By far, the most common trailer suspension is leaf springs. They’re cheap, straightforward, easy to repair and a bunch of other things. That said, there are definitely benefits in other suspension styles, too. Torsion is the 2nd most common with some other benefits. So, what does it take to make a Torsion Conversion?
Before you build is the best time to make the axle decision, but it’s not always the way it happens. Of course, our focus at Mechanical Elements is helping you build great stuff. So, let’s talk about converting from one axle type to another.
Before we get into converting, I’ll just remind you about the foundation articles with the background info. First, the article Axles 101 which talks a lot about axle features. Second, there’s the article that discusses various types, with a focus on multiple axles, but it gives a lot of good background.
Finally, and perhaps most important to this discussion, there’s an article about the engineering and what happens with the forces using leaf springs versus torsion axles. See the images below.
The key details out of those previous articles is how the leaf springs interact with the frame (and each other), different than for torsion axles. The mounting and the forces to the trailer frame are different. So, how do you make a torsion conversion?
Yes, some people just slap them on — one or the other as if they were universal. If things are over-built, then it might not matter, but it also means either they are hauling around a ticking bomb, or they’re hauling too much extra weight. We suggest looking at the situation with a little more care. That is where the engineering comes in.
One axle style — leaf springs or torsion — is not universally better than the other. One meets some goals better, and other axle styles meet other goals better. That is why we offer plans for both. So, choose your axle based on the goals.
I won’t go into the advantages and disadvantages of each, you can find much of that in the article Axles 101.
However, one of the big differences is how you mount them. Here are 2 images from the previous post which highlight axle mounting differences. These both represent axles mounted directly to the main frame beam and they both show issues with loading stress. Our job is to design around the issues so they are not a problem on your trailer. Our job with the Torsion Conversion plans is to show you how to go from one axle type to the other without creating areas of high stress.
Leaf Spring Trailer Axles
Torsion Trailer Axles
The way we handle it is all in the plans, and specific to our various trailers. We do the engineering for each design so it works as needed for the goals of the trailer. Handling the trailer loads is different for single leaf spring axles versus a torsion axle. It’s different for tandem axles on a Utility Trailer than for tandem axles on a Deck Over trailer. And, different based on the load capacity, and the length of each trailer. It’s especially different when going to an Axle-Less Suspension or some other style.
Torsion Axle Conversion Plans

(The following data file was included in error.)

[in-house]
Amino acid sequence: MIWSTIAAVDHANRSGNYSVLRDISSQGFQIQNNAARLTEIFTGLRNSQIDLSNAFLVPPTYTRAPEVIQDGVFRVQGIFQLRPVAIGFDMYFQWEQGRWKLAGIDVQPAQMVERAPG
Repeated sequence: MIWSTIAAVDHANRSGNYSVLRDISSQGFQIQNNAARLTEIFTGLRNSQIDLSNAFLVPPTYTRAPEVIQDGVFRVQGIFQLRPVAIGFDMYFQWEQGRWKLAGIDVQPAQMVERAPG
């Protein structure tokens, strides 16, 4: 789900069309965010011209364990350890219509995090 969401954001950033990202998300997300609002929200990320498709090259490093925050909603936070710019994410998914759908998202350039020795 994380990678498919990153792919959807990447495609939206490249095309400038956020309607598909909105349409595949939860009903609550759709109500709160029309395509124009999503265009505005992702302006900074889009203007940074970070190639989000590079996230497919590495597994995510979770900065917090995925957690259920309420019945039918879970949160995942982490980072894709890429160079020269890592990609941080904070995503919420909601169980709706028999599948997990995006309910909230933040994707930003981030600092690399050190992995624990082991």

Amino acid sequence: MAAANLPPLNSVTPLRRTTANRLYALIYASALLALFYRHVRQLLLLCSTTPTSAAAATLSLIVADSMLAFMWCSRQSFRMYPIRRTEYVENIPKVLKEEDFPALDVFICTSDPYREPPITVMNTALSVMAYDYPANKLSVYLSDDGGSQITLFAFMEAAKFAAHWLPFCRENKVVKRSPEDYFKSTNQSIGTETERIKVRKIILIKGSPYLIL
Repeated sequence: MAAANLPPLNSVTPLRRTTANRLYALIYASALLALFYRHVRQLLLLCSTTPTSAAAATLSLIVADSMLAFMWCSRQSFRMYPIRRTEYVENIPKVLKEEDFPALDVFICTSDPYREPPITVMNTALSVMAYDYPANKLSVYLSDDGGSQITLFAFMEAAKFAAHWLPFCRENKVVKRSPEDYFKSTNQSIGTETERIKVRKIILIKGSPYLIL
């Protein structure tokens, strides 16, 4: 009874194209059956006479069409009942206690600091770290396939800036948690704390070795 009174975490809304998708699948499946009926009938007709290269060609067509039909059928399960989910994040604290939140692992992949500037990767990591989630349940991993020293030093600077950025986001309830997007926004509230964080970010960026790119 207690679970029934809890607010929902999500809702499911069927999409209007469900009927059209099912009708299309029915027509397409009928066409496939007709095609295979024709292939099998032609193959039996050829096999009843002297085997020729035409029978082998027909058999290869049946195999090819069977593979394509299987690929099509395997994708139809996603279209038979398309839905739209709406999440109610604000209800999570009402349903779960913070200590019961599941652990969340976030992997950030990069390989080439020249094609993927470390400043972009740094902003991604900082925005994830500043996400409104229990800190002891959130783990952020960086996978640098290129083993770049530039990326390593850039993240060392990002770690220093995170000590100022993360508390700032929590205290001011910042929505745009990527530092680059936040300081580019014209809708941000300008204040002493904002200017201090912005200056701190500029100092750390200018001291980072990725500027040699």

As mentioned above, we see our job as helping you achieve your building projects. In this case, specifically with certain things like Trailers and Shop Tools. You (our readers and customers) have asked us many times for variations to our plans. To accommodate all your ideas, we could, over time, create a bunch of new plans that are nearly the same. Like the similarities of Leaf Spring axle and Torsion axles.
That is the traditional way of thinking, and we’ve done some of that. While it sounds easy enough, it means a lot of very similar plans. As mentioned in our Tilt Top Conversion article, the plans are nearly duplicates of each other. It would make a confusing Trailer Plans Catalogue for you to view and sort through.
Instead, after grappling with the possibilities, we have decided to offer the base trailer, then also offer the various conversions. Converting from a leaf spring axle to a torsion axle fits that paradigm, just like converting from a fixed tongue to a Tilt Top.
Available Torsion Conversion(s)
You will find the Torsion Axle Conversion plans in the Trailer Accessories area of the website. They are listed by trailer width for the ones they will fit.
As of now, we have conversions for our 6′ width and 6′ 10″ width, single axle, 3500# trailers. That is the nominal 6′ width which is actually wider than 6′ for a functional 6′ load as noted in the description and specifications for each of the trailers.
The new Torsion Axle Conversion Plans now go with these Single Axle Trailer Plan sizes.
Use the 6′ Width Conversion Plans with these trailers:
Use the 6′ 10″ Width Conversion Plans with these:
As of this writing, we already have trailer plans for the 4×8 – 3500# w/Torsion Axle, the 5×8 – 3500# w/Torsion Axle, and the 5×10 – 3500# w/Torsion Axle. Eventually, they will also move to this newer paradigm of the base trailer, plus the torsion conversion.
So, if you want a torsion axle on one of our 6′ width, single axle trailers, plans are now available.
(By the way, our torsion conversion is based on Dexter Torflex axles. Others will work, but some mounting holes and positions are different. We do not recommend unlinked axles in tandem — not torsion axles, unlinked springs, axle-less, or any other unlinked axles.)